Texas just got a little wilder.

By Own work by LA Dawson - Photographer: LA Dawson, animals courtesy of Austin Reptile Service., CC BY-SA 2.5, https://commons.wikimedia.org/w/index.php?curid=13266075
By Own work by LA Dawson - Photographer: LA Dawson, animals courtesy of Austin Reptile Service., CC BY-SA 2.5, https://commons.wikimedia.org/w/index.php?curid=13266075
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Texas

The way Texas is portrayed on TV and in movies is usually as some kind of desolate and wild place, but most of it is just regular ol' neighborhoods that would fit in "Anyplace, U.S.A". There are, however, places and things that are even wilder than those portrayed on the screen.

Snakes

Texas is home to many snakes. Sorry for you snake-a-phobes (Yes, the proper term is "Ophidiophiliacs", but dang that's a long word) but Texas probably has enough snakes to wrap around the state many times over. Evidence of all of this could be found at the Rattlesnake Roundup in Sweetwater, Texas where an average of 4000 pounds of snakes are gathered each year.

More Snakes

Texas is also home to Copperheads, Cottonmouths, Coral. and Rat snakes. Wait, I'm not done, there's also Coachwhips, Speckled Kingsnakes, and Garter snakes. Oh, I'm not done. There are Mud snakes, Ringnecks, Eastern Hognose, and a couple varieties of water snakes. I'll let you off the hook now, except for our winning snake.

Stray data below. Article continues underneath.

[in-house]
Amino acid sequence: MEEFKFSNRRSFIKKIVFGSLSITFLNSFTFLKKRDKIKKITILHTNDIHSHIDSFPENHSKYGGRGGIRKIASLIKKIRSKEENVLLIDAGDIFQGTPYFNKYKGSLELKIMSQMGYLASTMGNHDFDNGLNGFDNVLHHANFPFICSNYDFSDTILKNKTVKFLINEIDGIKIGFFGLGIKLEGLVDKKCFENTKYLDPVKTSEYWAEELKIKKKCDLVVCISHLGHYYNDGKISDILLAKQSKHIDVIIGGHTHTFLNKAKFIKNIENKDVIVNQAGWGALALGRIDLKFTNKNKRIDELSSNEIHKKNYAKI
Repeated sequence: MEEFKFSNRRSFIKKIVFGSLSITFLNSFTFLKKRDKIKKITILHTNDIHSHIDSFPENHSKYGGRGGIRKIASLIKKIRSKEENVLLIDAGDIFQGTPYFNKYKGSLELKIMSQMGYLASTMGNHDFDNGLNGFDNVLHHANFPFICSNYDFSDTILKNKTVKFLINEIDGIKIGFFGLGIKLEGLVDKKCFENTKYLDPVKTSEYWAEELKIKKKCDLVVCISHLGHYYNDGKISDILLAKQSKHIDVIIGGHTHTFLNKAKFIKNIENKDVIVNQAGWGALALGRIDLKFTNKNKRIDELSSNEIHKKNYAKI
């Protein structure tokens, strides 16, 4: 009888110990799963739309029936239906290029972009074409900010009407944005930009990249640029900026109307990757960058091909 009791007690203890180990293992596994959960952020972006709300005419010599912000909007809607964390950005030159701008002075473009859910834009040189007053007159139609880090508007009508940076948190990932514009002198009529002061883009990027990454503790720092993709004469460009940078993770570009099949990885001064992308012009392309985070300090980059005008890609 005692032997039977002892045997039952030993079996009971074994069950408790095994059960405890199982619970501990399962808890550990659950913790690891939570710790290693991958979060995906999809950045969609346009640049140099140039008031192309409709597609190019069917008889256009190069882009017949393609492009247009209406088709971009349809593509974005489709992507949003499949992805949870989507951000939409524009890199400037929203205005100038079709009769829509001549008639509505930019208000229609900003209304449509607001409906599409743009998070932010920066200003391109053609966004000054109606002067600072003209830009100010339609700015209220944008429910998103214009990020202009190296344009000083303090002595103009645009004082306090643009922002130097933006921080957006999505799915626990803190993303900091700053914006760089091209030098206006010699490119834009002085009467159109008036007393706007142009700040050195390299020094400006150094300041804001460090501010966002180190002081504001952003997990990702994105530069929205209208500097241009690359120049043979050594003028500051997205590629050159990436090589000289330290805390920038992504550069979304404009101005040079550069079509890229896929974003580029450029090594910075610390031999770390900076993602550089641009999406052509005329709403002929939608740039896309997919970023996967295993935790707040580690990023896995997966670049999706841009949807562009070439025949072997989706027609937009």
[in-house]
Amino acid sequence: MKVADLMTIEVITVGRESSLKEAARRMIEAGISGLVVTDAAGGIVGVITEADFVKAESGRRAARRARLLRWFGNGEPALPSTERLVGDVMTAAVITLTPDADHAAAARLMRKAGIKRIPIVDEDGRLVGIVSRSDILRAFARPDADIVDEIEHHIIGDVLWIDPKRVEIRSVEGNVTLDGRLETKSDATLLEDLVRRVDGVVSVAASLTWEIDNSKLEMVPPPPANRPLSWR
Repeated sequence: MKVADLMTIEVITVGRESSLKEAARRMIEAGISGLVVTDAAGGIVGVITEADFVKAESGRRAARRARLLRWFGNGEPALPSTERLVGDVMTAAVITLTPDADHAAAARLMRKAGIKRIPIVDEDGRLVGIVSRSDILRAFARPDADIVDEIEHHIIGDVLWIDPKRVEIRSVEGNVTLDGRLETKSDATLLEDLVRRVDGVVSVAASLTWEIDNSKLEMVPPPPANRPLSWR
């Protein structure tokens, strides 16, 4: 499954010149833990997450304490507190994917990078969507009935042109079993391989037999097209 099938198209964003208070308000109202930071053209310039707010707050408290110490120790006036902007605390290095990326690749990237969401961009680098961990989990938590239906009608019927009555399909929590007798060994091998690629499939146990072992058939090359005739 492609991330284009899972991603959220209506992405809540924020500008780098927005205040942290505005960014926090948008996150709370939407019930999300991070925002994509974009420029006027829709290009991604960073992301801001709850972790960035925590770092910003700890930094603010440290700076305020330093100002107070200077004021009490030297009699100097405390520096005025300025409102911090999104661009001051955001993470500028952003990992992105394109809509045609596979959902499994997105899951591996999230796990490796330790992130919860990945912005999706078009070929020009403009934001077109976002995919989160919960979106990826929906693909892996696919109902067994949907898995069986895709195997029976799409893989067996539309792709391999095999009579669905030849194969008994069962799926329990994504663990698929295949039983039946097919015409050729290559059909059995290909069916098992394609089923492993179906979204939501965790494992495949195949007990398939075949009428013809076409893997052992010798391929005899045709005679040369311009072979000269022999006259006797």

The Snake

The biggest snake in Texas is the Texas Indigo Snake.  These biggest of these big boys went 8 and 1/2 feet long.  So what would you do if you ran into one of these snakes? Whatever you do, keep in mind it's illegal to hunt or kill them because they are a protected species. Also, Texas Indigo Snakes are "good snakes", in that they eat rattlesnakes. One more thing, if you grab one up, it has the ability to release some stink on you, and you don't want any part of it.

Here's more things that are "Big In Texas"

Revealing! Texas Has Six Nude Beaches, Here's Where To Find Them

Ready to let it all "hang out" this Summer? Here are the 6 locations where you can (mostly) legally sunbathe and swim in the buff in Texas. Remember to use common sense and research each area's rules before dropping your drawers. In most cases, these are limited areas and NOT the entire lake or beach.

Gallery Credit: Renee Raven